• Kizami

          1 dollar is divisible into 100 pennies. Does that make the dollar any less valuable? First of all you are incorrect that bitcoin is infinitely divisible. Check your facts. 1 bitcoin is divisible into a FINITE number of satoshis. With that little tidbit cleared up, how does divisiblity automatically calculate as worthless? Your advanced math skills have been requested.

          I’ll part with this little brain buster (for your brain at least):

          Does an Mp3 song file have value?

          • Neal Palmquist

            Bitcoin is infinitely divisible. Everybody already knows that. I am not sure why you are changing the facts. Verifying that bitcoin is infinitely divisible is probably the easiest fact about bitcoin to be checked. I will not pretend bitcoin is not infinitely divisible to make you happy.

            The dollar is not infinitely divisible. Anything less than a penny is no longer currency. Nobody ever said divisibility calculates as worthless. Nobody ever said mp3 songs don’t have value.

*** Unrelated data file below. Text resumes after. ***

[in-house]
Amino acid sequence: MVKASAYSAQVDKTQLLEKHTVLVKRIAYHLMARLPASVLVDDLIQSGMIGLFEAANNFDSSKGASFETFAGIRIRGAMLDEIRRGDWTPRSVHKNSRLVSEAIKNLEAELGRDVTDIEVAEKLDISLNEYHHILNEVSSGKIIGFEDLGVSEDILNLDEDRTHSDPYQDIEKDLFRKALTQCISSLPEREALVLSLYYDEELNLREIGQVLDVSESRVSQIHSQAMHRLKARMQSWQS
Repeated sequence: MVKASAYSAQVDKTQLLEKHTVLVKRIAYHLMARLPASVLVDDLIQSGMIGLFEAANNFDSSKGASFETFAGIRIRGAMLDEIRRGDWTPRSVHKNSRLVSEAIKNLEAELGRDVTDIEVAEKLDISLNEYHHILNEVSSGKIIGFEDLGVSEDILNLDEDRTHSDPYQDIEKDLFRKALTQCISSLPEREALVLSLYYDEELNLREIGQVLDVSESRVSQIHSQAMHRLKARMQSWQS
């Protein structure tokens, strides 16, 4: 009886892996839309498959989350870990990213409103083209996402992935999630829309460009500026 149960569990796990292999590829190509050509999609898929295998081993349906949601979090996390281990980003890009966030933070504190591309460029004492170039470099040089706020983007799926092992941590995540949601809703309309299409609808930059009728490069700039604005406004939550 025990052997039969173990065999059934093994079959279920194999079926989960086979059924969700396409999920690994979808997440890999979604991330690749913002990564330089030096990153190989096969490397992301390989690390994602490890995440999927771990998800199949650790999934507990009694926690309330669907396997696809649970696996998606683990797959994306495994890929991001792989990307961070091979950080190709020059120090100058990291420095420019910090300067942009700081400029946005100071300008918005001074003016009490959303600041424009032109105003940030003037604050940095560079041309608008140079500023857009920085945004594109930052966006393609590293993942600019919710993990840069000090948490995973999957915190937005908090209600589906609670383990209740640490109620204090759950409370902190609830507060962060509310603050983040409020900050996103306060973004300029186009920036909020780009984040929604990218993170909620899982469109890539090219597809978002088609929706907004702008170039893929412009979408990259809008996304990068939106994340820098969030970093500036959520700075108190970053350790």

Let me try again.

            When you have infinite divisibility (bitcoin is infinite divisibility) then the laws of math force the limit of supply to be just one bitcoin. Have you ever tried to take a calculus course? It is not so advanced as you make it seem to be. You could probably handle it once you get started. If not, then you probably have a friend who has taken calculus. Ask them if what I am saying makes sense.

            If there was only ever just one infinitely divisible bitcoin created then it would not be a ponzi scheme, Remember what I was talking about? I was arguing that the creation of tens of millions of bitcoins does not give it the property of scarcity as the author stated.

  • ChrisTavareIsMyIdol

    Bitcoin is NOT a currency as it’s not backed by anything : Not a govt, no tax income, nothing. I wouldn’t invest even a single Euro in it.